Hong Kong-listed Cnooc has partnered with Bridas Energy Holdings (BEH) by investing $3.1 billion in a subsidiary of the Argentine oil producer.
Cnooc is buying a 50% stake in Bridas Corporation, which has oil and gas exploration and production activities in Argentina, Bolivia and Chile. Bridas also owns 40% in Pan American Energy, the second-largest Argentine exploration and production company, which is jointly owned by Bridas and British oil and gas firm BP. The deal will add 318 million barrels of oil equivalent of proven reserves to Cnooc's 2.15 billion barrel reserve base as of December 2008.
Cnooc is 64.4%-owned by Chinese state-owned enterprise China National Offshore Oil Corporation. This is the largest deal struck by Hong Kong-listed Cnooc, surpassing the $2.27 billion it paid in 2006 for a 45% interest in Offshore Oil-Mining Licence 130 in Nigeria.
"This is a significant transaction for Cnooc that immediately adds high-quality reserves and production, and more importantly, opens up a new geography for strategic growth," said Yash Kaman, head of Asia oil & gas investment banking at J.P. Morgan.
J.P. Morgan is advising Cnooc on the Bridas investment, and yesterday it emerged that private equity firm Hopu Investment Management, founded and run by former Goldman Sachs China partner Fang Fenglei, is advising BEH. This is the first instance of Hopu providing M&A advice and suggests the firm may try to model itself on Blackstone, which has an advisory arm as well as an investment arm.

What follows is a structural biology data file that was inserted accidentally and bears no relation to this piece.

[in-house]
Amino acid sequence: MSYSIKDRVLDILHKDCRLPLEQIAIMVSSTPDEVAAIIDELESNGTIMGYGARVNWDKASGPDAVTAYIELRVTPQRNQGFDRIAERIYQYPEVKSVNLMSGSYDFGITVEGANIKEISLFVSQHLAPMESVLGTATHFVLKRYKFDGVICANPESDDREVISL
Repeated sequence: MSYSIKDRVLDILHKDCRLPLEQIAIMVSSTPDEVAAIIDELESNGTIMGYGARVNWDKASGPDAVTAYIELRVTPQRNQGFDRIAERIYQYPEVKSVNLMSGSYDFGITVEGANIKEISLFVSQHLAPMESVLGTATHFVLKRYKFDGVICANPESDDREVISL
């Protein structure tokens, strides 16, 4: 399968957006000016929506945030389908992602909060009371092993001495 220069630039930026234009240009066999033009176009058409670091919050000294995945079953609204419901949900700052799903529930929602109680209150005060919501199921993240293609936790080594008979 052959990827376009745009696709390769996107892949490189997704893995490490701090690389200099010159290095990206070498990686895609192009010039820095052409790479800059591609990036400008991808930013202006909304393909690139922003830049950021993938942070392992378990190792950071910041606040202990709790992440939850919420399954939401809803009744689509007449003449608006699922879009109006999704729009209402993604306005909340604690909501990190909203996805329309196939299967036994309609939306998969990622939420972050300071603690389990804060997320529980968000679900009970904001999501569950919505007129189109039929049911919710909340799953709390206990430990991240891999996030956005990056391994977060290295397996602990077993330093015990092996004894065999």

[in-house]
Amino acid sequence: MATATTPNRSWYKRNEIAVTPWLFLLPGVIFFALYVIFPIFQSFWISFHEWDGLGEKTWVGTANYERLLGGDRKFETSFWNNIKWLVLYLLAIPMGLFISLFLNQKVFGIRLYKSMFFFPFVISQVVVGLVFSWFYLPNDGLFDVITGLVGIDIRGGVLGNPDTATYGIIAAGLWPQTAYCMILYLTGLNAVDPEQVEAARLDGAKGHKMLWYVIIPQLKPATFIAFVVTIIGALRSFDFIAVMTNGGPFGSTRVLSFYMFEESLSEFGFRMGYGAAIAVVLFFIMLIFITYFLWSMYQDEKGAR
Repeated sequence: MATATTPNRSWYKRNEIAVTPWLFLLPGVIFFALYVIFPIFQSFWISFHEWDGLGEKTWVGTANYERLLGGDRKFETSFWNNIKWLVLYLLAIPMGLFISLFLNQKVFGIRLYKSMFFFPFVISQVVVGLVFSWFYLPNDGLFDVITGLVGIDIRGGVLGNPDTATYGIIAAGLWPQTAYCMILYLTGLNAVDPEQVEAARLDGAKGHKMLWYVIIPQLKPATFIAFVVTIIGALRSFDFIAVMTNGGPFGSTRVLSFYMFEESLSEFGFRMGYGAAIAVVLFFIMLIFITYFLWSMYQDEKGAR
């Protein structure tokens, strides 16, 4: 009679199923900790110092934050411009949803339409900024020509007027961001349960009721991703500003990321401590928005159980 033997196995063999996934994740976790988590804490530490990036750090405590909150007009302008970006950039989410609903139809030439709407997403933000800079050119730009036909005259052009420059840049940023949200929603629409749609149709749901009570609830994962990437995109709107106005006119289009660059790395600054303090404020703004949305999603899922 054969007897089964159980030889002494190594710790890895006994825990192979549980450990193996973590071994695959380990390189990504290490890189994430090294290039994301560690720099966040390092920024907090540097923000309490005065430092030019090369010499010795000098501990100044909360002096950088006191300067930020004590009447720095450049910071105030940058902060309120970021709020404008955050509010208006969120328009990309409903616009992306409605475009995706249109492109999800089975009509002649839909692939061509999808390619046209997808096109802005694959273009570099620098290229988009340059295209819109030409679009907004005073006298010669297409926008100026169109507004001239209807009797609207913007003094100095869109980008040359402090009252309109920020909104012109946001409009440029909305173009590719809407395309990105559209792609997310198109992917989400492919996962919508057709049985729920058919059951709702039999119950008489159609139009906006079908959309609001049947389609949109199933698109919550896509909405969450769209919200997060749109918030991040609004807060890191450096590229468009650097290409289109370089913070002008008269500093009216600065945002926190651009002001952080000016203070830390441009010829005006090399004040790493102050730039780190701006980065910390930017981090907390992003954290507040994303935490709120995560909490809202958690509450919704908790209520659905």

Discussions about a partnership began about six months ago, said a source close to the transaction. Cnooc and BEH will have equal representation on the board of Bridas and will jointly manage the company. Neither party has an option to increase its stake or a casting vote, said the source, though the joint venture agreement does detail mechanisms for dispute resolution. "This is truly a partnership of equals," said the source. "Bridas wanted to monetise part of its investment and Cnooc wanted a strong local partner to grow its presence in Latin America."
The deal is subject to regulatory approvals and is expected to close in the first half of this year.
"Latin American economies have responded well to the recent crisis with faster recovery expected in the region; country risk levels have decreased," said Cnooc in a presentation posted on its website sharing details of the Bridas investment. What the presentation did not say explicitly was that Chinese capital is still being welcomed in Latin America.
"Cnooc's strong financial flexibility provides a cushion for the investment risks related to the [acquisition]," Renee Lam, a senior Moody's analyst, said in a note issued by the rating agency yesterday. The note confirmed that Cnooc's A1 rating is not immediately affected by the deal. However Lam went on to comment that the Britas investment is "essentially Cnooc's first entry into the Latin American upstream business [and] poses higher geopolitical risk than the company's existing operations". Moody's estimates that almost three-quarters of Cnooc's reserve base is accounted for by reserves in its home market in China, which will help mitigate operational risks with respect to the $3.1 billion investment.